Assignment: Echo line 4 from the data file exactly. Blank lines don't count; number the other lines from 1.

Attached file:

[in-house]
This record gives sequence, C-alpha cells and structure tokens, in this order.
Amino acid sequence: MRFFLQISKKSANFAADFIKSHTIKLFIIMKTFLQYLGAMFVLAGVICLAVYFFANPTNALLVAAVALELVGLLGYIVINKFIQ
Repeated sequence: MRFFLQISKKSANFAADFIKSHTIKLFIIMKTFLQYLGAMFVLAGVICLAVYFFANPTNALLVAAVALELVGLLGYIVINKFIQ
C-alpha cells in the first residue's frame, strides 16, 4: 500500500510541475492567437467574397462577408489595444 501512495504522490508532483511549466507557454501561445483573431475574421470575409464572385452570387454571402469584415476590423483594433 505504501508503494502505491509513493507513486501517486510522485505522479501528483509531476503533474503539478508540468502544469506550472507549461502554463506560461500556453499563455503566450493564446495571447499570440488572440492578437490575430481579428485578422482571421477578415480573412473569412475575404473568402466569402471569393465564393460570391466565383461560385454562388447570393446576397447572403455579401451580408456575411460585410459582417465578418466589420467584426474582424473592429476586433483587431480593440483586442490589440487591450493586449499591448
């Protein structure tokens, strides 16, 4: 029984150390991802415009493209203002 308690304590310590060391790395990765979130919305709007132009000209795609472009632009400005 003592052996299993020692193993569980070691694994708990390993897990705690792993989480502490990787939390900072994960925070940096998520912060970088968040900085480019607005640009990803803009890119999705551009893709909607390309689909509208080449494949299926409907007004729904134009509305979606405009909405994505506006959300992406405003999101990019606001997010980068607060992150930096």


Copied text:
Repeated sequence: MRFFLQISKKSANFAADFIKSHTIKLFIIMKTFLQYLGAMFVLAGVICLAVYFFANPTNALLVAAVALELVGLLGYIVINKFIQ